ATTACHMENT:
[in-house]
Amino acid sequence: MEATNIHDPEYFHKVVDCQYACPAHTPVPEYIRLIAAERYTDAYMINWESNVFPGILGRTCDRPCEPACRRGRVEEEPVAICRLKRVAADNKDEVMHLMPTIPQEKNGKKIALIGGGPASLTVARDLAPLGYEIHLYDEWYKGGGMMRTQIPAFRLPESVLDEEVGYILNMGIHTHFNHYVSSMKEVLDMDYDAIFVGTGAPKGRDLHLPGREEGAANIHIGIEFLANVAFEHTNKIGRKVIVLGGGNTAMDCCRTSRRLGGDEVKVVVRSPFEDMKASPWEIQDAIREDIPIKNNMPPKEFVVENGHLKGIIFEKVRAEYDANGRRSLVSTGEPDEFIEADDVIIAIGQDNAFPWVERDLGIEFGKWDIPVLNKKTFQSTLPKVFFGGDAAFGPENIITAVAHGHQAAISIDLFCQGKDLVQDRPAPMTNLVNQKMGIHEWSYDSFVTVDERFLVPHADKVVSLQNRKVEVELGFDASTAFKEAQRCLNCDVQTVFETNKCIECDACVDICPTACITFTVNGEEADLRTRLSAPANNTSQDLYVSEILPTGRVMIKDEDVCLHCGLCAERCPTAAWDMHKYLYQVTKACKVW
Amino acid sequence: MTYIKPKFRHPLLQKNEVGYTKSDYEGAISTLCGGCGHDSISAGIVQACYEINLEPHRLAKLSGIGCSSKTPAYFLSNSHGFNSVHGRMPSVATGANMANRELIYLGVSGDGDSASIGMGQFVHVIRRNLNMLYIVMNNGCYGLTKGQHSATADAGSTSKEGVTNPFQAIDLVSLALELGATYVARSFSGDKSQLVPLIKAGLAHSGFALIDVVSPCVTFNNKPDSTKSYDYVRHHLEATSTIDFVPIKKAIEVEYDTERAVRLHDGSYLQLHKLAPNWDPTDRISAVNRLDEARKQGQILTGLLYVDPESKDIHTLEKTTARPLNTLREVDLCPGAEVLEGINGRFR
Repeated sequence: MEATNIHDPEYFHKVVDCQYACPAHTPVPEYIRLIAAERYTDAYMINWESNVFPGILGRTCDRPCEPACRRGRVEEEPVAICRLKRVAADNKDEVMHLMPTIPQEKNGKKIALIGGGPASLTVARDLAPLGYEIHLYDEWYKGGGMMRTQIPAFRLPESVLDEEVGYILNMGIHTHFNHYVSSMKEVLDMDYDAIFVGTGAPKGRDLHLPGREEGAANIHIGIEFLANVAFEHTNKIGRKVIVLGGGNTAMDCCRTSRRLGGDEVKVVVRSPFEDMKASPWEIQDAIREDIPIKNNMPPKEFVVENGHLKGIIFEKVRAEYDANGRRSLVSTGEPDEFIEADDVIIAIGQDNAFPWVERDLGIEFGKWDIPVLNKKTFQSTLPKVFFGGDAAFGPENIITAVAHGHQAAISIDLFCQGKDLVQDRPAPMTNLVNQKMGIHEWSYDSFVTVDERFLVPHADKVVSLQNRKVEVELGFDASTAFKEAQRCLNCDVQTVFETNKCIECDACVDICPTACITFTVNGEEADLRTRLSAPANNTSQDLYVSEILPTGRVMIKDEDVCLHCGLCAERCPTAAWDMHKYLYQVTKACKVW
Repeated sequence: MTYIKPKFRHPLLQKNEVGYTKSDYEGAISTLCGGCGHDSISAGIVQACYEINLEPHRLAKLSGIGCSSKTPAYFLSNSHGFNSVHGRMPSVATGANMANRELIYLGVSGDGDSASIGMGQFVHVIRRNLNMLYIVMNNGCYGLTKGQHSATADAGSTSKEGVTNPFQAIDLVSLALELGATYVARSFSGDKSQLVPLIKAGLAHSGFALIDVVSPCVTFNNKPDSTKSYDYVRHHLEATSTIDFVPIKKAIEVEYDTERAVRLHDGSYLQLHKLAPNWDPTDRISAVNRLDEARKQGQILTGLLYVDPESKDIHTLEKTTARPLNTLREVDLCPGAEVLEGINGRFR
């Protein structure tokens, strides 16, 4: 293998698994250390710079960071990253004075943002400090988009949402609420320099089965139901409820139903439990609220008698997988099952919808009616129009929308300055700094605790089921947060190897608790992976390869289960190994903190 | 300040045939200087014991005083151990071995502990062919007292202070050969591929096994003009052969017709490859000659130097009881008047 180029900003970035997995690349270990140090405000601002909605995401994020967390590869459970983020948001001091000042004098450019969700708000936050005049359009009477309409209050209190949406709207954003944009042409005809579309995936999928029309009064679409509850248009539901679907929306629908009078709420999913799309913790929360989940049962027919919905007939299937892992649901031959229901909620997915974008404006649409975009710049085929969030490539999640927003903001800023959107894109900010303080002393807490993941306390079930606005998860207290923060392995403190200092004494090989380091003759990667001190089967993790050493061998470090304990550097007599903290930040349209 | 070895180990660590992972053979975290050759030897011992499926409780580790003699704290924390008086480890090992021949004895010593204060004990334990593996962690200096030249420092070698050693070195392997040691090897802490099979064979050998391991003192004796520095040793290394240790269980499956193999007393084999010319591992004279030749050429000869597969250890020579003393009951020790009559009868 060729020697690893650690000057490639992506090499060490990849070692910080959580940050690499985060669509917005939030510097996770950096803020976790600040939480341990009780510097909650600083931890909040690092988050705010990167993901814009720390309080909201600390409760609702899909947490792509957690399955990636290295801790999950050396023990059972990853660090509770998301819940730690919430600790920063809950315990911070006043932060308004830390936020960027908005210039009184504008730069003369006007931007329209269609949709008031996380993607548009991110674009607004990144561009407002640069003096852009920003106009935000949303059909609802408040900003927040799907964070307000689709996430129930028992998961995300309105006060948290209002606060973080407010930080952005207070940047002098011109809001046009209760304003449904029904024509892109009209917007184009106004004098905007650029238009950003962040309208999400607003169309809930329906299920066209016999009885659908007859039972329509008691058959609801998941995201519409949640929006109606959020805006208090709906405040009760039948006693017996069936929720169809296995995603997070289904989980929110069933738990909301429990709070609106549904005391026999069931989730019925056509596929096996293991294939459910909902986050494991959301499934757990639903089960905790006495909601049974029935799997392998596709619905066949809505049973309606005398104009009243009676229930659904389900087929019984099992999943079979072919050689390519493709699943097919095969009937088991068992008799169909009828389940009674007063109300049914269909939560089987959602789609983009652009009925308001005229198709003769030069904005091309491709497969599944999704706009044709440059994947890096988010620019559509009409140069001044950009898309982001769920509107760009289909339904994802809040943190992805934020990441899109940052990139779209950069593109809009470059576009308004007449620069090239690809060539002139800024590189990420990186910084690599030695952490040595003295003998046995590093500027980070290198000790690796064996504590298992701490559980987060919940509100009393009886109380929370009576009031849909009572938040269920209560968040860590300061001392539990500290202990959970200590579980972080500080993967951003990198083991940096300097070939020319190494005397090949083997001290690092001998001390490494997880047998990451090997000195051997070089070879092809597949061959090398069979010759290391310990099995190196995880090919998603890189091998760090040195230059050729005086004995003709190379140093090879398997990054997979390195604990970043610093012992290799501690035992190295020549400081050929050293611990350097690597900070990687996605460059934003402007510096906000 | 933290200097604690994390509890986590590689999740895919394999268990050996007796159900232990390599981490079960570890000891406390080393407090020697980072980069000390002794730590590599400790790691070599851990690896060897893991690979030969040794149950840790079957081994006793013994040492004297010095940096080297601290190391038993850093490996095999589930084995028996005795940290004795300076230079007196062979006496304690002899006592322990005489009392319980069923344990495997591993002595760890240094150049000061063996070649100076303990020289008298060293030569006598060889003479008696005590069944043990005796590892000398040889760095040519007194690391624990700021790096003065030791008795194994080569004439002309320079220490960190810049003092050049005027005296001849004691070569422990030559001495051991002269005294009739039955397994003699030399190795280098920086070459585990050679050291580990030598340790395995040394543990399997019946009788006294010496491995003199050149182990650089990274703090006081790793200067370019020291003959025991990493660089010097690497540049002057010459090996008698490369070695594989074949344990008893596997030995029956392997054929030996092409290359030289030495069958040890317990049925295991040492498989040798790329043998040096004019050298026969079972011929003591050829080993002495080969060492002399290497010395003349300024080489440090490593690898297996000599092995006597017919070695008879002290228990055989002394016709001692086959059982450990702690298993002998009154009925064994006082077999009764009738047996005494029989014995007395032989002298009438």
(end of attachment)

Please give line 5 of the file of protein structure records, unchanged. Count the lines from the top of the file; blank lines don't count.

Repeated sequence: MTYIKPKFRHPLLQKNEVGYTKSDYEGAISTLCGGCGHDSISAGIVQACYEINLEPHRLAKLSGIGCSSKTPAYFLSNSHGFNSVHGRMPSVATGANMANRELIYLGVSGDGDSASIGMGQFVHVIRRNLNMLYIVMNNGCYGLTKGQHSATADAGSTSKEGVTNPFQAIDLVSLALELGATYVARSFSGDKSQLVPLIKAGLAHSGFALIDVVSPCVTFNNKPDSTKSYDYVRHHLEATSTIDFVPIKKAIEVEYDTERAVRLHDGSYLQLHKLAPNWDPTDRISAVNRLDEARKQGQILTGLLYVDPESKDIHTLEKTTARPLNTLREVDLCPGAEVLEGINGRFR